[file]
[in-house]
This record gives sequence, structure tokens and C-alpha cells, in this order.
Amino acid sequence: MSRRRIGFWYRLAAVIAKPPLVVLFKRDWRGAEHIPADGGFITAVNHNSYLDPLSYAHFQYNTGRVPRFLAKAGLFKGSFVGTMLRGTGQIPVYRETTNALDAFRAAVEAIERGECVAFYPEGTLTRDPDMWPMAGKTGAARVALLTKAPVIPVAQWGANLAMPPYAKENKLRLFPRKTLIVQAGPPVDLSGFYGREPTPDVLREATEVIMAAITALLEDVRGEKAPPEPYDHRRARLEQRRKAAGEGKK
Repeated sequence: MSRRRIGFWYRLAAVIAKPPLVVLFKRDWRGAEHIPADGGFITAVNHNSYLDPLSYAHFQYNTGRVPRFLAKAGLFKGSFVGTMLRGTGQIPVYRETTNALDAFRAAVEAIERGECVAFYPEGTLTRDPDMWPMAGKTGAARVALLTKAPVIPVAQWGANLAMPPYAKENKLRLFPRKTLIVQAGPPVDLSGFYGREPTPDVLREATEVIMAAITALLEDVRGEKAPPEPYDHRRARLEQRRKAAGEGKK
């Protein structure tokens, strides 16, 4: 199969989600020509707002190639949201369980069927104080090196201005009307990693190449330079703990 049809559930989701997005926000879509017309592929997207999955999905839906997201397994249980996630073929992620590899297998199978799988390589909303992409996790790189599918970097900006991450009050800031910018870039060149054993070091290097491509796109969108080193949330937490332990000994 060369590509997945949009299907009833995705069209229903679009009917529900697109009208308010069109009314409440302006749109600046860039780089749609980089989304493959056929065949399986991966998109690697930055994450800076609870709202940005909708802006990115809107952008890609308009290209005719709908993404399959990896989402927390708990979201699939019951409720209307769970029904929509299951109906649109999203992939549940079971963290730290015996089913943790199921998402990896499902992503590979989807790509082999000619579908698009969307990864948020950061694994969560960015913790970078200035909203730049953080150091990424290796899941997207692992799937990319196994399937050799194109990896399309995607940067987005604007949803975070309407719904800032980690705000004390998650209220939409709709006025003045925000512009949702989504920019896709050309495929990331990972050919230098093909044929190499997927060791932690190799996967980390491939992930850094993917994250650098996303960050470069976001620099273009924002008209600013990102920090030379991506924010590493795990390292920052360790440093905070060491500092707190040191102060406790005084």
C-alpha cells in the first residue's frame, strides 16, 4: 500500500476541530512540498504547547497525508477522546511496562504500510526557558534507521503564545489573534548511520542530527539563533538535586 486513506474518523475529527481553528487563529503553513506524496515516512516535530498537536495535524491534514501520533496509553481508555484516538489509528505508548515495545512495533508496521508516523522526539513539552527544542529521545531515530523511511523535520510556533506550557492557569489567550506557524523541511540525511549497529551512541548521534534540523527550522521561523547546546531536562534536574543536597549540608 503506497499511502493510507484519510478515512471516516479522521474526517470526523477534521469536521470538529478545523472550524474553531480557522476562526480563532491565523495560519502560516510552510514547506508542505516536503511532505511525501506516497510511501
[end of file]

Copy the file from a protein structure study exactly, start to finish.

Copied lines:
[in-house]
This record gives sequence, structure tokens and C-alpha cells, in this order.
Amino acid sequence: MSRRRIGFWYRLAAVIAKPPLVVLFKRDWRGAEHIPADGGFITAVNHNSYLDPLSYAHFQYNTGRVPRFLAKAGLFKGSFVGTMLRGTGQIPVYRETTNALDAFRAAVEAIERGECVAFYPEGTLTRDPDMWPMAGKTGAARVALLTKAPVIPVAQWGANLAMPPYAKENKLRLFPRKTLIVQAGPPVDLSGFYGREPTPDVLREATEVIMAAITALLEDVRGEKAPPEPYDHRRARLEQRRKAAGEGKK
Repeated sequence: MSRRRIGFWYRLAAVIAKPPLVVLFKRDWRGAEHIPADGGFITAVNHNSYLDPLSYAHFQYNTGRVPRFLAKAGLFKGSFVGTMLRGTGQIPVYRETTNALDAFRAAVEAIERGECVAFYPEGTLTRDPDMWPMAGKTGAARVALLTKAPVIPVAQWGANLAMPPYAKENKLRLFPRKTLIVQAGPPVDLSGFYGREPTPDVLREATEVIMAAITALLEDVRGEKAPPEPYDHRRARLEQRRKAAGEGKK
């Protein structure tokens, strides 16, 4: 199969989600020509707002190639949201369980069927104080090196201005009307990693190449330079703990 049809559930989701997005926000879509017309592929997207999955999905839906997201397994249980996630073929992620590899297998199978799988390589909303992409996790790189599918970097900006991450009050800031910018870039060149054993070091290097491509796109969108080193949330937490332990000994 060369590509997945949009299907009833995705069209229903679009009917529900697109009208308010069109009314409440302006749109600046860039780089749609980089989304493959056929065949399986991966998109690697930055994450800076609870709202940005909708802006990115809107952008890609308009290209005719709908993404399959990896989402927390708990979201699939019951409720209307769970029904929509299951109906649109999203992939549940079971963290730290015996089913943790199921998402990896499902992503590979989807790509082999000619579908698009969307990864948020950061694994969560960015913790970078200035909203730049953080150091990424290796899941997207692992799937990319196994399937050799194109990896399309995607940067987005604007949803975070309407719904800032980690705000004390998650209220939409709709006025003045925000512009949702989504920019896709050309495929990331990972050919230098093909044929190499997927060791932690190799996967980390491939992930850094993917994250650098996303960050470069976001620099273009924002008209600013990102920090030379991506924010590493795990390292920052360790440093905070060491500092707190040191102060406790005084």
C-alpha cells in the first residue's frame, strides 16, 4: 500500500476541530512540498504547547497525508477522546511496562504500510526557558534507521503564545489573534548511520542530527539563533538535586 486513506474518523475529527481553528487563529503553513506524496515516512516535530498537536495535524491534514501520533496509553481508555484516538489509528505508548515495545512495533508496521508516523522526539513539552527544542529521545531515530523511511523535520510556533506550557492557569489567550506557524523541511540525511549497529551512541548521534534540523527550522521561523547546546531536562534536574543536597549540608 503506497499511502493510507484519510478515512471516516479522521474526517470526523477534521469536521470538529478545523472550524474553531480557522476562526480563532491565523495560519502560516510552510514547506508542505516536503511532505511525501506516497510511501